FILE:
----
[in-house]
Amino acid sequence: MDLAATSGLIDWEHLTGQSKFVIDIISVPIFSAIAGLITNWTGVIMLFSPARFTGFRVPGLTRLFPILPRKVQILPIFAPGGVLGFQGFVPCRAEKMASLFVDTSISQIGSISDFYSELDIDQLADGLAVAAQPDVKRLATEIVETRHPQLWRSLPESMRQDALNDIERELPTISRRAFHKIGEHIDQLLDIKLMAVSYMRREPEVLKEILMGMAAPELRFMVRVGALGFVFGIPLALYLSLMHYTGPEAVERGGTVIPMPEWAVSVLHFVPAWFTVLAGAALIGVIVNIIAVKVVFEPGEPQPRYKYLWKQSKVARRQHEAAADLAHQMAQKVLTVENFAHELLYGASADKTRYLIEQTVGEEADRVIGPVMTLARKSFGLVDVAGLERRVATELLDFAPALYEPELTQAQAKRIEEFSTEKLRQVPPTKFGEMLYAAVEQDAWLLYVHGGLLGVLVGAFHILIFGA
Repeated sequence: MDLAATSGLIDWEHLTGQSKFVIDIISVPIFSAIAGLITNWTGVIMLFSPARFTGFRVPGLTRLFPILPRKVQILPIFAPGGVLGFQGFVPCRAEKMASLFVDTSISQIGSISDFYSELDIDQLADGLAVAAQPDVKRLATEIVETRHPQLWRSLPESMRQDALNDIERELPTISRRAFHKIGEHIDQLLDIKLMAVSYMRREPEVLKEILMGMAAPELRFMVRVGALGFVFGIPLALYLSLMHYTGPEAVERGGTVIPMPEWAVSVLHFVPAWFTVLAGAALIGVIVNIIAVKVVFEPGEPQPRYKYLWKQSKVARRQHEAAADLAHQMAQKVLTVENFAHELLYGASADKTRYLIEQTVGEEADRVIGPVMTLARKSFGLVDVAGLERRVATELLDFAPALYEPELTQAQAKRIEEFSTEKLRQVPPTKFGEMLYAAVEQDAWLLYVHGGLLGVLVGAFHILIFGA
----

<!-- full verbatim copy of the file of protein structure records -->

[in-house]
Amino acid sequence: MDLAATSGLIDWEHLTGQSKFVIDIISVPIFSAIAGLITNWTGVIMLFSPARFTGFRVPGLTRLFPILPRKVQILPIFAPGGVLGFQGFVPCRAEKMASLFVDTSISQIGSISDFYSELDIDQLADGLAVAAQPDVKRLATEIVETRHPQLWRSLPESMRQDALNDIERELPTISRRAFHKIGEHIDQLLDIKLMAVSYMRREPEVLKEILMGMAAPELRFMVRVGALGFVFGIPLALYLSLMHYTGPEAVERGGTVIPMPEWAVSVLHFVPAWFTVLAGAALIGVIVNIIAVKVVFEPGEPQPRYKYLWKQSKVARRQHEAAADLAHQMAQKVLTVENFAHELLYGASADKTRYLIEQTVGEEADRVIGPVMTLARKSFGLVDVAGLERRVATELLDFAPALYEPELTQAQAKRIEEFSTEKLRQVPPTKFGEMLYAAVEQDAWLLYVHGGLLGVLVGAFHILIFGA
Repeated sequence: MDLAATSGLIDWEHLTGQSKFVIDIISVPIFSAIAGLITNWTGVIMLFSPARFTGFRVPGLTRLFPILPRKVQILPIFAPGGVLGFQGFVPCRAEKMASLFVDTSISQIGSISDFYSELDIDQLADGLAVAAQPDVKRLATEIVETRHPQLWRSLPESMRQDALNDIERELPTISRRAFHKIGEHIDQLLDIKLMAVSYMRREPEVLKEILMGMAAPELRFMVRVGALGFVFGIPLALYLSLMHYTGPEAVERGGTVIPMPEWAVSVLHFVPAWFTVLAGAALIGVIVNIIAVKVVFEPGEPQPRYKYLWKQSKVARRQHEAAADLAHQMAQKVLTVENFAHELLYGASADKTRYLIEQTVGEEADRVIGPVMTLARKSFGLVDVAGLERRVATELLDFAPALYEPELTQAQAKRIEEFSTEKLRQVPPTKFGEMLYAAVEQDAWLLYVHGGLLGVLVGAFHILIFGA